.... stat ....|, yields the error |Argument list too long|.
Some googlfu shows that this is likely related to the argument exceeding
the kernels ARG_MAX value.
Androids ARG_MAX according to this 131072
<https://github.com/android/platform_bionic/blob/master/libc/kernel/uapi/linux/limits.h>.
The Linux kernel removed that limit in 2007
(https://git.kernel.org/cgit/linux/kernel/git/torvalds/linux.git/commit/?id=b6a2fea39318
went into the 2.6.22 release).
$ find . | wc
68971 69024 3159459
$ find . | toybox xargs echo
xargs: exec echo: Argument list too long
And I'm seeing a limit here too. Hmmm...
Manually limiting the xargs argument length using |-s bytes| fixes this
for me.
The kernel should not be enforcing this? Maybe something else is? There
#define ARG_MAX 131072 /* # bytes of args + environ for exec() */
/*
* We've historically supported up to 32 pages (ARG_MAX)
* of argument strings even with small stacks
*/
if (size <= ARG_MAX)
return page;
/*
* Limit to 1/4-th the stack size for the argv+env strings.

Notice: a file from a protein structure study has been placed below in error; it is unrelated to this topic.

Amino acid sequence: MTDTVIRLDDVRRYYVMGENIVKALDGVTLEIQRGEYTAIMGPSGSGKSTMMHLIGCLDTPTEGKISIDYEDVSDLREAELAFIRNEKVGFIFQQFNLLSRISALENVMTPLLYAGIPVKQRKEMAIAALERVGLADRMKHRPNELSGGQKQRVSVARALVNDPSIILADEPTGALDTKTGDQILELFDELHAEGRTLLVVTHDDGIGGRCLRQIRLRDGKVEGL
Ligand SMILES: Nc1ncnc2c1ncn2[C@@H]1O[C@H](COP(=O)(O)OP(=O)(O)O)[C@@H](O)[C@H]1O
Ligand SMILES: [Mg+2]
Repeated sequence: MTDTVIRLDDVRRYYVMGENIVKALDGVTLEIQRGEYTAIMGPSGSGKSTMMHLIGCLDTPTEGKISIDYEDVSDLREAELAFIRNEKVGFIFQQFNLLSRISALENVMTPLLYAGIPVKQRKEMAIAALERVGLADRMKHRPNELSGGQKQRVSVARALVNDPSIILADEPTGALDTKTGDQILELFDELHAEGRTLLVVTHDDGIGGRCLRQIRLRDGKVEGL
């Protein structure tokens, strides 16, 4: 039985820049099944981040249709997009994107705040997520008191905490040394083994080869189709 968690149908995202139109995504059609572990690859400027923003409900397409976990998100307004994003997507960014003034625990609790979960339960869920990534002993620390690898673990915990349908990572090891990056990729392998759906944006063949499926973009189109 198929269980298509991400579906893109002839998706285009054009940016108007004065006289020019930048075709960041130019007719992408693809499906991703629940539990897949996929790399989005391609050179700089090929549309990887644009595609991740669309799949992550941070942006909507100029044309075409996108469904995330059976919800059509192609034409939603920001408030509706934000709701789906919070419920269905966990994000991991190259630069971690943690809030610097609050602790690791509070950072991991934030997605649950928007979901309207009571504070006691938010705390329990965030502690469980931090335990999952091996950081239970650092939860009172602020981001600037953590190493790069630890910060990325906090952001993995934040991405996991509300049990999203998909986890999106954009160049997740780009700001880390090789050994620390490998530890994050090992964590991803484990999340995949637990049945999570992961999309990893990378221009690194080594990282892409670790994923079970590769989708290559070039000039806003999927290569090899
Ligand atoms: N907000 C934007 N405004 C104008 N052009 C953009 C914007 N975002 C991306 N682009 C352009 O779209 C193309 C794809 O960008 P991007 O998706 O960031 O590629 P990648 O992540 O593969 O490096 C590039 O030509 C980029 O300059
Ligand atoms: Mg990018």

* - the remaining binfmt code will not run out of stack space,
* - the program will have a reasonable amount of stack left
* to work from.
*/
rlim = current->signal->rlim;
if (size > ACCESS_ONCE(rlim[RLIMIT_STACK].rlim_cur) / 4) {
put_page(page);
return NULL;
}
Ok, so that's still there as a MINIMUM, and the maximum is 1/4 the
current stack size ulimit. According to ulimit -s that defaults to 8192
kilobytes (at least on xubuntu 14.04), so 1/4 of 8 megs is 2 megs. And...
$ find . | head -n 40000 | wc
40000 40002 1853620
$ find . | head -n 40000 | toybox xargs echo | wc
1 40002 1853620
Yup, the _actual_ default limit is way more than 131072, and that
$ ulimit -Hs
unlimited
$ ulimit -s 9999999
$ find . | toybox xargs echo | wc
1 69023 3159436
(Huh, what happens if I set the stack size limit to _less_ than 131072
and then try to exec stuff? Not trying it on my work netbook just now,
thanks...)
I've looked at the code for xarg in toybox but could not figure out yet